Dr. Robert Corns

Clinical Associate Professor

Office Location: Leo J. 600
Telephone: (252) 744-5521
Email: cornsr18@ecu.edu

PhD in Physics, University of Manitoba, 1988


  • Medical Statistics
  • Radiation detection and measurement
  • Dosimetric studies of brachytherapy seeds
  • Dose reconstruction of radiation therapy

Research Projects

  1. Linear Accelerator Workload: The amount of radiation delivered by a linear accelerator (linacs) in a year is called the workload. The design of the bunker allows for a maximum workload value in any given year but current linacs do not directly track this number. Consequently from a Radiation Safety perspective, it is important to actively monitor the workload value. Our program is investigating techniques for directly measuring the workload for multi-energy linacs.
  2. New standards in quality control demand testing of more detailed more information on a linac but offer now guidance on how to obtain this information. One such test is to determine the proximity of three axes of rotation on the linac – the gantry axis, the collimator axis and the couch axis. I am investigating a film-based technique that uses the film in a non-planer geometry to determine the location of the three axis and their proximity to one another.
  3. Bioimpedance measurements is a non-invasive method for determining a patient’s health. We measure the electrical resistance and capacitance in the human body and relate this information to cellular membrane properties such as the intracellular and extracellular water content. In particular, the phase angle of the capacitance is an important prognostic factor for cancer patient outcomes. Our group is interested in characterizing the cofactors that influence phase and are looking to compare a cohort of head and neck cancer patients to a control group.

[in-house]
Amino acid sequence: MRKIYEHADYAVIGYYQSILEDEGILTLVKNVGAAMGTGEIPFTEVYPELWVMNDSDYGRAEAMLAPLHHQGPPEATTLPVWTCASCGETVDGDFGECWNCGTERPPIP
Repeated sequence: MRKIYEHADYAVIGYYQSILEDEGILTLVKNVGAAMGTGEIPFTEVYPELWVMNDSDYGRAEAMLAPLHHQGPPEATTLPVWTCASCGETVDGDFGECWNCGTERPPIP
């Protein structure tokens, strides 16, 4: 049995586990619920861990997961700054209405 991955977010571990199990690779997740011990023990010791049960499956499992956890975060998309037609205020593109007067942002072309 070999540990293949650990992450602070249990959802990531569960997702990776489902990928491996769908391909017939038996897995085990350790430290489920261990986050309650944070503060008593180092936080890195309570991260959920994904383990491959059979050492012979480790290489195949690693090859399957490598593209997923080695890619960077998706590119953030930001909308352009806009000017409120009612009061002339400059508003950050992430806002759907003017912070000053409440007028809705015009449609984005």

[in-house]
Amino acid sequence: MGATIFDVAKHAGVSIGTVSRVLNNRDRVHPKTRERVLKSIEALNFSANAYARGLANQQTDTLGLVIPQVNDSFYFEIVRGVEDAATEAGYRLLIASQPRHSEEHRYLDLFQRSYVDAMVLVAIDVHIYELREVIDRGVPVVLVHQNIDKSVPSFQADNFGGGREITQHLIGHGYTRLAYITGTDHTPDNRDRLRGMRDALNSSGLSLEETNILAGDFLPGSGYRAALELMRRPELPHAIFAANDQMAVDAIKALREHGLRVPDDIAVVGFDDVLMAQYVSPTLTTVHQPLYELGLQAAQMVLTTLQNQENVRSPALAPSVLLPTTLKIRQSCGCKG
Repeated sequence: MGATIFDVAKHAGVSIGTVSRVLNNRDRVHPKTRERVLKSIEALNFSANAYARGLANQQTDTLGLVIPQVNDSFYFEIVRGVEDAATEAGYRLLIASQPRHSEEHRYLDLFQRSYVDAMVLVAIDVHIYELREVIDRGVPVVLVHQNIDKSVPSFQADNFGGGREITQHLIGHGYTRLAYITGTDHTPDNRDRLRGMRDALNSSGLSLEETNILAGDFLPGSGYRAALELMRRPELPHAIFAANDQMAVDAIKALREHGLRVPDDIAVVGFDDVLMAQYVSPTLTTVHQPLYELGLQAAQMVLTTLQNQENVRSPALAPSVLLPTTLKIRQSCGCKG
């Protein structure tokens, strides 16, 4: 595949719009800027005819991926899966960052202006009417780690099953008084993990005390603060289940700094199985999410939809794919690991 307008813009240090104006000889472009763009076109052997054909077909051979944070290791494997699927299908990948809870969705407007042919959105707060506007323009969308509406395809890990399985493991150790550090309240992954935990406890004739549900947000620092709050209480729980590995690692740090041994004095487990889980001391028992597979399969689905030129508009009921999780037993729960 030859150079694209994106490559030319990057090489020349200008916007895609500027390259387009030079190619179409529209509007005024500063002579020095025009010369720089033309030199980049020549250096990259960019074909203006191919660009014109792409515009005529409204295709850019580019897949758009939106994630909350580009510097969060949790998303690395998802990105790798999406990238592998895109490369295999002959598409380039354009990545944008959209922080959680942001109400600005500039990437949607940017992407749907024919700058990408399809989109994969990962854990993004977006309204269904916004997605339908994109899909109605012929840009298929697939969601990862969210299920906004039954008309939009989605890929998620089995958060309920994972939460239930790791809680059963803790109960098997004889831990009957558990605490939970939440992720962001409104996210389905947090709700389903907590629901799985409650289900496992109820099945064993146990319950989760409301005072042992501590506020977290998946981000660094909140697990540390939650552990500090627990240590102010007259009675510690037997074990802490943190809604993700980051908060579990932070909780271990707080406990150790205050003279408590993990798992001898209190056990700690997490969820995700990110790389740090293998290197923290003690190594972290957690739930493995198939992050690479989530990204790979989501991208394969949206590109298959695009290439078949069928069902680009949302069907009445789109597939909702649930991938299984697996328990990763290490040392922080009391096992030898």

4. The placement of brachytherapy seeds influences the dosimetry delivered to the patient and a patient-specific quality assurance procedure is to confirm the seed placement with CT scans post-implant. The problem with CT scans is the reconstruction algorithm generates a tremendous amount of artifacts making accurate spatial placement of the sources difficult. An alternate approach exists whereby the trajectory of a seed’s projection in the Sinogram space uniquely maps the seed to its physical location. Moreover the seeds are high contrast objects, easily identifiable as structures in the Sinogram space and have no associated artifacts in this space. The goal of this research is to map trajectories from the Sinogram space to accurate 3D position information for each seed.
  5. Comparative dosimetry studies currently rely on g-maps to determine the goodness of the fit. This research project seeks an alternate evaluation tool using regression analysis and multilevel, hieratical models to assess the goodness of fit between two data sets.

Courses Taught

  • PHYS 6718 Therapeutic Radiological Physics
  • PHYS 6992 Radiation Therapy Physics
  • PHYS 6993 Clinical and Medical Dosimetry